For 11 years, Robin Schwartz had been photographing her daughter, whom she calls her muse. But in February, Schwartz realized that her daughter had grown into a teenager — and one that no longer wanted to play dress up or serve as a portrait model. Schwartz knew it was time to work on another project, and she found that new photographic world at a party hosted by another photographer, Mary Ellen Mark. There, the photographer saw jeweled gowns created for dogs by Anthony Rubio, a designer who commands up to $600 for custom outfits for fashion-forward canines (and their owners). Mesmerized by the colorful and embellished creations, which often involve pearls, crystals or floral pieces, Schwartz knew she had discovered her new subject matter.
“This is a world where it’s acceptable to dote on and play with your dogs, be extravagant, charitable and eccentric — I wanted in,” she says. “With my daughter growing up, I was getting sad about having an empty nest, and having a dog is like having a baby. I was enamored.”
For the last four months, Schwartz has attended various canine charity events, capturing the fashionable pups and their equally eccentric owners. Schwartz quickly learned that the dog couture world is, like many other social circles, a nuanced and complicated bunch, and balancing the egos of dog owners became as important as camera angle and composition to getting a great shot.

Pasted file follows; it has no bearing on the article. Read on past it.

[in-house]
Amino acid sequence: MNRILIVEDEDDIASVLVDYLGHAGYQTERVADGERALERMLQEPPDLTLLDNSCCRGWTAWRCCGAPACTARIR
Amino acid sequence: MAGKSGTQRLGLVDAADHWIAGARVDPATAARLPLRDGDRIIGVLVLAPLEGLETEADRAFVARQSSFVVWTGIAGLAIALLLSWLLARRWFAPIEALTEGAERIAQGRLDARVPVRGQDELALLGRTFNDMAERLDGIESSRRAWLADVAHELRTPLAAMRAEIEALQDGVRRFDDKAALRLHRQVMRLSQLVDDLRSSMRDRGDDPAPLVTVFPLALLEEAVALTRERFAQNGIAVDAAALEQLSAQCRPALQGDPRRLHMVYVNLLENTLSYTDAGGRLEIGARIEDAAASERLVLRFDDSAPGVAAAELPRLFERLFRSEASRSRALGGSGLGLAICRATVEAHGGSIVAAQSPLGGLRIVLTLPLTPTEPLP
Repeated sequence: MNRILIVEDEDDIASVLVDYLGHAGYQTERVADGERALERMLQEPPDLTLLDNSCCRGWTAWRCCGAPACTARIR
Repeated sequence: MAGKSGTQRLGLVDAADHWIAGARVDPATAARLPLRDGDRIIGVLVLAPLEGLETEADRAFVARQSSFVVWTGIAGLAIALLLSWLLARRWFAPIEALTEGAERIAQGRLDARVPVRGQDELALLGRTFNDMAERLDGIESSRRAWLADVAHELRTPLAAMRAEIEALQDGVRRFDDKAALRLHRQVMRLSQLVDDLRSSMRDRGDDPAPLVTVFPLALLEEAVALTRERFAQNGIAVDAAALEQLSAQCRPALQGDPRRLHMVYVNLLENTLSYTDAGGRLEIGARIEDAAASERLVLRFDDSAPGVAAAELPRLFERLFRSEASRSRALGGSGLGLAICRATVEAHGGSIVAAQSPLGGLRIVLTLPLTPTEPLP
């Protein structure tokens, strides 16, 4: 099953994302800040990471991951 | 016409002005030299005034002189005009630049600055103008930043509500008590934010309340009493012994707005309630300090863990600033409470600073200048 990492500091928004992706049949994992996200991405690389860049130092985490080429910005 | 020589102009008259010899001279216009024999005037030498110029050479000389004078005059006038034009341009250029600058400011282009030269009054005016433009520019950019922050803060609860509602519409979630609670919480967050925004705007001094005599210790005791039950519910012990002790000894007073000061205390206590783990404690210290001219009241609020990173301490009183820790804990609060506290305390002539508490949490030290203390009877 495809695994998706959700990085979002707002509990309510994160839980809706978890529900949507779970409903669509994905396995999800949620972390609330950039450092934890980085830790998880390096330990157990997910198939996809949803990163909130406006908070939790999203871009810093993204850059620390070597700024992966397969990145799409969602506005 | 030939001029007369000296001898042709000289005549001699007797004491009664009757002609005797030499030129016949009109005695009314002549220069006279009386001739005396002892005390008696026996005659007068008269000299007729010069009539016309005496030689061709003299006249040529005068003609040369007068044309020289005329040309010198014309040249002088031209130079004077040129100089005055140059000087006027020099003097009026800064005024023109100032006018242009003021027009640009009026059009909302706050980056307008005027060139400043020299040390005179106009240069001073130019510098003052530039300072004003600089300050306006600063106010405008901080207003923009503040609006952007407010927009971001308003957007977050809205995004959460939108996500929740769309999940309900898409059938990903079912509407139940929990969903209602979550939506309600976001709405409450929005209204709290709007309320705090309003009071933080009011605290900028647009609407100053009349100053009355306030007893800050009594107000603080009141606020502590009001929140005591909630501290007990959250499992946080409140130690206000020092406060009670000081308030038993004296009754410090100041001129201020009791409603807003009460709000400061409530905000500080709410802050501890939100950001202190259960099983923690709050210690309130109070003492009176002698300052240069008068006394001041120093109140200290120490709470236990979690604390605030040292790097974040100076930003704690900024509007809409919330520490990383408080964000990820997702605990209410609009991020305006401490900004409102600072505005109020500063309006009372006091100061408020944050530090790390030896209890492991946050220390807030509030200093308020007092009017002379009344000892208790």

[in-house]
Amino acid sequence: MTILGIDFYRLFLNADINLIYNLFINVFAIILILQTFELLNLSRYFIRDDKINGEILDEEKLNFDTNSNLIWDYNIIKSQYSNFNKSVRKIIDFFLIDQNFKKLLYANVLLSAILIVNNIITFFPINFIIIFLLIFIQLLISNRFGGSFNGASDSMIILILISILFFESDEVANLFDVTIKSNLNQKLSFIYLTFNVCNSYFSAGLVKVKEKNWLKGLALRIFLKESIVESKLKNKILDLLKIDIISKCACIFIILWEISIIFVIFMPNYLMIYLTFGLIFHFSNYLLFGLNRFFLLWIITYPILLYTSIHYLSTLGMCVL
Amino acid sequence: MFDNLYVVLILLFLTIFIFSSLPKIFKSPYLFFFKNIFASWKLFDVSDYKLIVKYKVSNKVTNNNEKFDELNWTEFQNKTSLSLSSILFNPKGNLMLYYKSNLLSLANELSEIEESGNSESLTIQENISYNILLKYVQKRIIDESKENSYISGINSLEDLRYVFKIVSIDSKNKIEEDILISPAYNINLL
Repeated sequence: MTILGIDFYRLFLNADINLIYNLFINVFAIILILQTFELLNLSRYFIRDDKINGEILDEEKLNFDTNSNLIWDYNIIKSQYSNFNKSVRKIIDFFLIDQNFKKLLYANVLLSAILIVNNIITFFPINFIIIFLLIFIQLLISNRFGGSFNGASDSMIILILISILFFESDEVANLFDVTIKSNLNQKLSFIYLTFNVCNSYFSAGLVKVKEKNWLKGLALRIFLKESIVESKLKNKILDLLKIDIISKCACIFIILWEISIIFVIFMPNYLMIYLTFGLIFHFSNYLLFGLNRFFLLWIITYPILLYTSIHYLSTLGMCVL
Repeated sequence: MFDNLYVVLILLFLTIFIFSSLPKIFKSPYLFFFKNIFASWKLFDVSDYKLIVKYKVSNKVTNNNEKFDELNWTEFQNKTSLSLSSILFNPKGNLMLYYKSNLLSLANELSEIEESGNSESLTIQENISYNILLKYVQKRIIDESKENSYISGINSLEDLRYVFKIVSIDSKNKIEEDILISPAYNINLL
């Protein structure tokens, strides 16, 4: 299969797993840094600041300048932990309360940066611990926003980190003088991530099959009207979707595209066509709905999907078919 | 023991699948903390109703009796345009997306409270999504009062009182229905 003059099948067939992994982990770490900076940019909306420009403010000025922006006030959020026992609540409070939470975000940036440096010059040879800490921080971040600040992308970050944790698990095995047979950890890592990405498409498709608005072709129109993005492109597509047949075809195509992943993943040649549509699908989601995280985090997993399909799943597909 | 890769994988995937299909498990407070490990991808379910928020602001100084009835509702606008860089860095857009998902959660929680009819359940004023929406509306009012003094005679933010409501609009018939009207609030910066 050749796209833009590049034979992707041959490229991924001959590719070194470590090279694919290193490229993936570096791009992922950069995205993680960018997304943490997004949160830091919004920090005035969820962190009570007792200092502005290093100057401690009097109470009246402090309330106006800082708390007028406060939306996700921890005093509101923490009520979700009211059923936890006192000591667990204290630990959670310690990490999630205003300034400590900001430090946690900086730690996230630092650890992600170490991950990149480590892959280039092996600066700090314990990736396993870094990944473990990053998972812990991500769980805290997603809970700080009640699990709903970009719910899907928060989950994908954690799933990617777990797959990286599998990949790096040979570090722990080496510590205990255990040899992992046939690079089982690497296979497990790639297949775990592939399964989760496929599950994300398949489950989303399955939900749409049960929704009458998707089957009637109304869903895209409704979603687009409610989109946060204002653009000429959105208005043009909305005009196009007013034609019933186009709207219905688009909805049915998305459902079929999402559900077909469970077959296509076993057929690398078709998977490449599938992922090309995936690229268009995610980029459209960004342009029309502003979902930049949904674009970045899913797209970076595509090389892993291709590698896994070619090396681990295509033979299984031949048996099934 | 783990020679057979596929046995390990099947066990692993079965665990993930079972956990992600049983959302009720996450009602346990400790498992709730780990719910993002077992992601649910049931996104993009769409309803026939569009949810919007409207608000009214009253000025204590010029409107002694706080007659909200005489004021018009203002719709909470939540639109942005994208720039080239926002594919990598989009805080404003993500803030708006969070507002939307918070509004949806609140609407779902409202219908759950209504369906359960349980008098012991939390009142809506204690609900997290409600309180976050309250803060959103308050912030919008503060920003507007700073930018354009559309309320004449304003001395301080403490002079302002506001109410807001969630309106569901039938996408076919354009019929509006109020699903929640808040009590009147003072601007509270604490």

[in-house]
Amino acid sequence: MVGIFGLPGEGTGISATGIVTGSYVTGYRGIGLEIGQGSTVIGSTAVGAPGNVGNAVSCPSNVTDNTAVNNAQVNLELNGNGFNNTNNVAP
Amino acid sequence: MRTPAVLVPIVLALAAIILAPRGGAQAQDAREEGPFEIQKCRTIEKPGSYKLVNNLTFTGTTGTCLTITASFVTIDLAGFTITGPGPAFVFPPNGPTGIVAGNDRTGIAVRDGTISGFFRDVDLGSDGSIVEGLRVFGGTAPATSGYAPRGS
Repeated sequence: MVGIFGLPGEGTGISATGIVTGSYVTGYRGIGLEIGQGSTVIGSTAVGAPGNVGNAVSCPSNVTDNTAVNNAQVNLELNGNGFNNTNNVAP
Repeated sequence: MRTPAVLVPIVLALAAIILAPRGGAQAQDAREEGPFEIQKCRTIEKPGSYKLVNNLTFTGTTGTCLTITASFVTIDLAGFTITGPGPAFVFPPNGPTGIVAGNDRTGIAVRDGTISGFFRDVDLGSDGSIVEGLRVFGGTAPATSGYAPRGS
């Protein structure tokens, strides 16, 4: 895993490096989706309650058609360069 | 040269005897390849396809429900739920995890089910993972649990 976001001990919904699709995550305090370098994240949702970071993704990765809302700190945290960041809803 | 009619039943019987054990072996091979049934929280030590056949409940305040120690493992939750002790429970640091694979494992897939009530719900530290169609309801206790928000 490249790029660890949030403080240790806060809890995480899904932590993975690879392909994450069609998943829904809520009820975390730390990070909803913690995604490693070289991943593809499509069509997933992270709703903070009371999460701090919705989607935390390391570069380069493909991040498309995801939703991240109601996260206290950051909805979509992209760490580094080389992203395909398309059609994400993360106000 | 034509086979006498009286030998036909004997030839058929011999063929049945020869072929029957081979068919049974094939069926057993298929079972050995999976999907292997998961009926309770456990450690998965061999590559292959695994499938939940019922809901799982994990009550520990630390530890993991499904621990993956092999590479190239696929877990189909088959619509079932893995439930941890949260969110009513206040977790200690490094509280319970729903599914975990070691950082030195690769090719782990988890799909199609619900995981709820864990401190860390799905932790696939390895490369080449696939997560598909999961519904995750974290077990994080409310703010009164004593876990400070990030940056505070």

She’s also documented the design process of Rubio, who started making dog costumes after being called to help rescue a badly abused Chihuahua that had been tied to a fence and kicked violently. “After a visit to a vet and being told that he might not live another year due to injuries, I decided to take him, care for him and ultimately rehabilitate him,” Rubio says. “I started dressing him because he was always trembling, and with time, he became quite affectionate… The word got out and I was asked to design for other dogs and the rest is history.”
Schwartz is saying goodbye — at least for now — to the canine couture world as she plans to road trip across the country with her daughter to take portraits for her forthcoming book with Aperture called Amelia and The Animals Photographs. “What I’ve learned from this project is that every group is socially complicated, that people can be pretty needy too and that I prefer animals — except for my daughter, Amelia,” Schwartz says.
Robin Schwartz is a photographer based in New Jersey. She is an Assistant Professor in Photography at William Paterson University.